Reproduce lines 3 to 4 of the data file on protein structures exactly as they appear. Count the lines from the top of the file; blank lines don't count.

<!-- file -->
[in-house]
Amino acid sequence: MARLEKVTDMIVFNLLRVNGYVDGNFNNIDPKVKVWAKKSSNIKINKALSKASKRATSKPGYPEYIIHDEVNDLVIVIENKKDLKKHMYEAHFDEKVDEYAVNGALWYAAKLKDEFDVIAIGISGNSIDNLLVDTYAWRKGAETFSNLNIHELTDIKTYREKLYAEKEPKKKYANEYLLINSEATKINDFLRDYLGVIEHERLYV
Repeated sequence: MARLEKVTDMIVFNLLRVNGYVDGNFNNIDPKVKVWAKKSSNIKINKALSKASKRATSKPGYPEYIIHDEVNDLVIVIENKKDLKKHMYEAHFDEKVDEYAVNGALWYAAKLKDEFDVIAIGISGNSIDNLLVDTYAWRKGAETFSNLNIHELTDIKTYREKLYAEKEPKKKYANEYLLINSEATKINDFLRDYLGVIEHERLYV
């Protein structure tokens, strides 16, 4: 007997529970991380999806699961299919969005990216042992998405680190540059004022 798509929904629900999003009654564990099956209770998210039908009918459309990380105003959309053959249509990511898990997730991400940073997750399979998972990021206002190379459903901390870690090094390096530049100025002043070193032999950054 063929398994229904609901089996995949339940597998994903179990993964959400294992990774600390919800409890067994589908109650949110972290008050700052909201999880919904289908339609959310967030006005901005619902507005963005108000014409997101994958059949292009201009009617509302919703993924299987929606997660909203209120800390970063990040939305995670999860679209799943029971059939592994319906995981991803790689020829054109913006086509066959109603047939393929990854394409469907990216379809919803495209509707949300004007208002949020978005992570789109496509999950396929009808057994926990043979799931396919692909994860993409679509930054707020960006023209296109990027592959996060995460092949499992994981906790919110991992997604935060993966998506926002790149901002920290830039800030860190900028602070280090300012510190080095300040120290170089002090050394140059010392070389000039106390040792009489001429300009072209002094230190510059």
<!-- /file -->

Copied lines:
Repeated sequence: MARLEKVTDMIVFNLLRVNGYVDGNFNNIDPKVKVWAKKSSNIKINKALSKASKRATSKPGYPEYIIHDEVNDLVIVIENKKDLKKHMYEAHFDEKVDEYAVNGALWYAAKLKDEFDVIAIGISGNSIDNLLVDTYAWRKGAETFSNLNIHELTDIKTYREKLYAEKEPKKKYANEYLLINSEATKINDFLRDYLGVIEHERLYV
């Protein structure tokens, strides 16, 4: 007997529970991380999806699961299919969005990216042992998405680190540059004022 798509929904629900999003009654564990099956209770998210039908009918459309990380105003959309053959249509990511898990997730991400940073997750399979998972990021206002190379459903901390870690090094390096530049100025002043070193032999950054 063929398994229904609901089996995949339940597998994903179990993964959400294992990774600390919800409890067994589908109650949110972290008050700052909201999880919904289908339609959310967030006005901005619902507005963005108000014409997101994958059949292009201009009617509302919703993924299987929606997660909203209120800390970063990040939305995670999860679209799943029971059939592994319906995981991803790689020829054109913006086509066959109603047939393929990854394409469907990216379809919803495209509707949300004007208002949020978005992570789109496509999950396929009808057994926990043979799931396919692909994860993409679509930054707020960006023209296109990027592959996060995460092949499992994981906790919110991992997604935060993966998506926002790149901002920290830039800030860190900028602070280090300012510190080095300040120290170089002090050394140059010392070389000039106390040792009489001429300009072209002094230190510059």